But the kicker for me is how this response casually erases the commonplace, everyday nature of sexual harassment.

When we see an unmistakable case of a man harassing a woman in her place of work, manipulating the power difference between them, it is far too easy to say “oh, he’s a deviant. He’s not normal. Normal people don’t do that.”

It’s a very common reaction. It leads to a huge number of rape myths – all rapists are scary scruffy thugs, not that nice young man, that doctor, that priest. It leads to the downplaying of violence when we refer to certain abusers and murderers as “pillars of the community”. It leads to the immediate cries of “Aspergers!” or “Insane!” when nice young white men from Good Families murder dozens of people.

We want to separate the world into group A: Those Terrible Freaks Who Abuse People and group B: Normal People Who Don’t Do Bad Things. We categorise some crimes as “not that big a deal” when the person doing it can be slotted into group B; we categorise people as group A when their offending is unquestionably over the line.

And so we end up making armchair diagnoses of John Key’s sexual predilections and even accusing him of horrific acts of sexual violence rather than owning the truth. Men sexually harass women all the time. Customers objectify wait staff all the time. Sexism is all around us. It is not the province of “freaks” and “deviants” and “those kinds of people”.

Perfectly ordinary men can be abusers. Perfectly chummy politicians can be harassers. Perfectly nice young men from good white families can commit terrible acts of violence. And plenty of women who have worked in hospitality can share identical stories of customers who thought it was hilarious to harass them.

I don’t know what turns John Key on. I don’t want to know. But the fact is that he has sexually harassed at least one woman in her workplace and showed absolutely zero genuine remorse for it. He’s still making excuses even as he “apologises”. And he’s not the first sexual harasser to do it. Not even the first senior New Zealand public servant to do it.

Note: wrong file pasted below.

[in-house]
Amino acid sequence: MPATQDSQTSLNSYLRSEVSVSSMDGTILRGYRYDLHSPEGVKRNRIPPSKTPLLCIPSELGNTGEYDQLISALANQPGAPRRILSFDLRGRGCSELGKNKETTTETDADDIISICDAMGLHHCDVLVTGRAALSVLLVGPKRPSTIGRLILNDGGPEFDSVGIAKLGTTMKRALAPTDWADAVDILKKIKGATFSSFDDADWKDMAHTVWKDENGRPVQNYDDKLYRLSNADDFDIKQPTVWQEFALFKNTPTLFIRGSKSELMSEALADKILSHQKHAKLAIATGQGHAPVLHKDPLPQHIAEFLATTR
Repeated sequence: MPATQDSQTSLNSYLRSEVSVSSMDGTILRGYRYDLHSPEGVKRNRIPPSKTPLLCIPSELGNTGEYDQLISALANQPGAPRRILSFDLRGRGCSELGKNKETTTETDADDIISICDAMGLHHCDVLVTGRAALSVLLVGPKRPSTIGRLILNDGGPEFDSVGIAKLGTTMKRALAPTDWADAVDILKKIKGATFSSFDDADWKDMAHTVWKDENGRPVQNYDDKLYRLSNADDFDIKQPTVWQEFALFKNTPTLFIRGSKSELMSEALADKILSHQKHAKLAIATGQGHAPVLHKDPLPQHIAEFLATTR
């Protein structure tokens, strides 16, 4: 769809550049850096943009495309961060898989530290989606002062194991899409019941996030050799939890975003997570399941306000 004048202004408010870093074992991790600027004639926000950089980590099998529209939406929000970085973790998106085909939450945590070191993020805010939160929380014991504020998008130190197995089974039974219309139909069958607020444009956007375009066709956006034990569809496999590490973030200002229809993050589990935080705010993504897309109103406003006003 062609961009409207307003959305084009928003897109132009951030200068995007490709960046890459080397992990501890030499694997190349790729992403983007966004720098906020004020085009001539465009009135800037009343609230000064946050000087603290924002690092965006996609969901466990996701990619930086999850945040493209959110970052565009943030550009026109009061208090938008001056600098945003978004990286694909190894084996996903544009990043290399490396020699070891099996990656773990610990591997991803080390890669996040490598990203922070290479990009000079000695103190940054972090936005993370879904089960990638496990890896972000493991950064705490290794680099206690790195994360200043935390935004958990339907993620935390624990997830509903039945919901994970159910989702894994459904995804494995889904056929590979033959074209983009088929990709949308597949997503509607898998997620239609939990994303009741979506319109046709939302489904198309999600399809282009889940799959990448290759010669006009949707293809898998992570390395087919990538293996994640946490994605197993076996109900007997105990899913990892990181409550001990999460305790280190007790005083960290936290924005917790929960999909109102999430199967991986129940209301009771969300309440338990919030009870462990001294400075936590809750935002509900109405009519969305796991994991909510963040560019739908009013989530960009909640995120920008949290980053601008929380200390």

This is a story – at the moment – about one woman’s repeated experiences of harassment. A story which highlights our terrible attitudes around consent and power and gender and privilege.

Of course it’s much easier to make this about undermining John Key’s masculinity by implying he’s sexually dysfunctional. It’s far easier to slot him into group A and hurl accusations of even darker deeds than address the widespread, ever-present misogyny of our society.

But we should resist the impulse, and we can. Just like John Key should, and could, have kept his hands to himself instead of being a perfectly ordinary, abusive creep.

(It should go without saying but I will not publish any comments along the lines of “but he totally DOES have a fetish though!!!”)

Why #Ponytailgate is serious business

As broken by The Daily Blog today and corroborated by the Prime Minister’s office:

The Prime Minister has apologised to a waitress who accused him of repeatedly pulling her hair at an Auckland cafe.

The waitress made the claims  in an anonymous blog post. She is said to be by a waitress at a cafe frequented by John Key and his wife Bronagh near their Parnell mansion.

My thoughts, as I dashed them off to Twitter earlier:

(I was corrected: the manager is a woman.)

Sadly, I expect this will be like so many stories of its kind: a one- or two-day wonder in the media, breathless headlines about “what the waitress said about the PM”, and then we’ll all move on.

Some related reading on the general principles: